When users had unlimited data there was no reason to be concerned with how or where that data was being consumed. Since AT&T dropped unlimited data in favor of tiered data caps, though, users have struggled to understand data usage, and now AT&T is faced with a law suit accusing it of systematically overcharging customers.
Well, if you are curious about how and where your data allotment is getting eaten up, or you have some suspicions of your own about inappropriate charging of data consumption, perhaps you should take matters into your own hands. DataMan is an app for the iPhone, iPad, and iPod Touch that closely tracks your data usage so you can see where all those megabytes went.
I had my own trials and tribulations with iPhone data consumption. After having reviewed the monthly data history and seeing that my wife and son had never used more than 200MB, I switched both lines form unlimited to the 200MB plan to cut my cost in half. Almost immediately, though, we began to get alerts that my son's line had exceeded the 200MB cap.
I went back and forth with AT&T trying to get to the root cause. My son is home schooled and the iPhone is connected via Wi-Fi while in the house, so 90 percent of the time it shouldn't even be able to use the data plan. And, he knew not to rack up 3G data use, so he wasn't surfing the Web or watching Youtube videos while out of the house. So, why were we seeing these massive chunks of data being consumed?
For my situation at least, the answer seemed to lie not with AT&T, but with the addition of multitasking in iOS. We discovered that every app he had ever tapped was still running in the background--some "phoning home" and communicating wirelessly while he was out even though he wasn't aware of the activity. Shutting down all of the apps running in the background in iOS seemed to clear up the problem and we haven't had an issue since then.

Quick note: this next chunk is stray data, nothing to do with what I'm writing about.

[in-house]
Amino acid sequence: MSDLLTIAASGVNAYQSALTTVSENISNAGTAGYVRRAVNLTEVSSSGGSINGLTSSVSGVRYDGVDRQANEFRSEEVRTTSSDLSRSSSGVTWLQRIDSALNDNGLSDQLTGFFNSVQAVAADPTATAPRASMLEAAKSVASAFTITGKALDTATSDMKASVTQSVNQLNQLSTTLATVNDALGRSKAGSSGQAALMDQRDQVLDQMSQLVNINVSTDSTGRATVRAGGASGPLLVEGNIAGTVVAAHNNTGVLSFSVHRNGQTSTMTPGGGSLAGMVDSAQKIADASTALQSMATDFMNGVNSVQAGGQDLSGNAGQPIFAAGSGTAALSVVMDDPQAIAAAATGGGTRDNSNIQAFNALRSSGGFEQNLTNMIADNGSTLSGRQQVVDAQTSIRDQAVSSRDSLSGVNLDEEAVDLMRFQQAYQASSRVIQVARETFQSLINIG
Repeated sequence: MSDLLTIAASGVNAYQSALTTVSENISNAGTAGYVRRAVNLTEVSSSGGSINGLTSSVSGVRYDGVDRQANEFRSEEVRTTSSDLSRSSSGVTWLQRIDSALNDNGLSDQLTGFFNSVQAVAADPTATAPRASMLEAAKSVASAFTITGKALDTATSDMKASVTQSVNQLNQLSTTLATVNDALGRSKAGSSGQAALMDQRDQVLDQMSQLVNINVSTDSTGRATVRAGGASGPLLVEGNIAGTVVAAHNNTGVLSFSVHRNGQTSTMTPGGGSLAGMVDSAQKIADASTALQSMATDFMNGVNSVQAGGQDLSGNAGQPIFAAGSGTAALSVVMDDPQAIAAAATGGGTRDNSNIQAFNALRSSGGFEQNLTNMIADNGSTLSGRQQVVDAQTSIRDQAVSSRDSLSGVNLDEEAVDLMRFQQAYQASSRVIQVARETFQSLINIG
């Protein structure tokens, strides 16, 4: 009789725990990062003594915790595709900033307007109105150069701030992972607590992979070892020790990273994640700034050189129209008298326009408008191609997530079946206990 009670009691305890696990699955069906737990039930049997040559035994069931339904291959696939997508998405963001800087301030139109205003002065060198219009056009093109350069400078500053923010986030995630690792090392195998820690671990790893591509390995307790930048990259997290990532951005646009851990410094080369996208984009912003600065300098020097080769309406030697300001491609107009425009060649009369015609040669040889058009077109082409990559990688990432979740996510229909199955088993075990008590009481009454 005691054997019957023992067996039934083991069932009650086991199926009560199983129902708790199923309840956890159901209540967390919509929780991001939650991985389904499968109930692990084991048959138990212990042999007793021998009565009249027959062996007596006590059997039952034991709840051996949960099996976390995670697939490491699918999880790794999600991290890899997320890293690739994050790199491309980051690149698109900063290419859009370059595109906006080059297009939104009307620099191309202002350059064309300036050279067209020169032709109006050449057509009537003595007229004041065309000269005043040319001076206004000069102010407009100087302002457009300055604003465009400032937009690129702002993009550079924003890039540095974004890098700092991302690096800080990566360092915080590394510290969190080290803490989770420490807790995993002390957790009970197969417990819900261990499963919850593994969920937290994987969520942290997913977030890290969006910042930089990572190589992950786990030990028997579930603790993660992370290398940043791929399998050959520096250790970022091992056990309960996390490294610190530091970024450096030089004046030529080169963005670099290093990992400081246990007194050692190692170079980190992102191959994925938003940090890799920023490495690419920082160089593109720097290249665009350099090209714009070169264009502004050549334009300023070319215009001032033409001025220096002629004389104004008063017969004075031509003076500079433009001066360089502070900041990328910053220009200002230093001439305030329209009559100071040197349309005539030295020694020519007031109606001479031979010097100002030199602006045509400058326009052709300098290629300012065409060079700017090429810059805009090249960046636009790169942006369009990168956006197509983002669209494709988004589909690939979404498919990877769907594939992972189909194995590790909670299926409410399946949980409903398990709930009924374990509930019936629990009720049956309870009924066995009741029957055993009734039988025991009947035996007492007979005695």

Some readers have reported different concerns, though--like iPhone data being allegedly being consumed when the device isn't even turned on, or while the user is asleep. Multitasking alone may not explain the data usage issues for everyone, so an app like DataMan can be instrumental in keeping an eye on things.
DataMan lets you set your billing date, and thresholds for daily, weekly, or monthly data consumption with alerts configured to warn you as you approach the thresholds. The reports breakdown in ten minute increments when and how your data was used--cellular vs. Wi-Fi.
DataMan can also use geotag information to plot out where the data was accessed on a map. However, I wouldn't put too much faith in the accuracy of the map data. Within an hour of using the app I had four different map points plotted covering a range of a few blocks, yet my iPhone had literally not left its spot on the table in front of me.
Mapping aside, though, the reports of when the data is being used, and whether the iPhone is getting the data via cellular or Wi-Fi could be valuable tools in taming your data usage, identifying fraudulent overcharges, or making the decision to upgrade or downgrade your data plan.
The DataMan app is available in the iTunes App Store for $1.99. There is also a free Lite version available with more limited functionality and less precise reporting.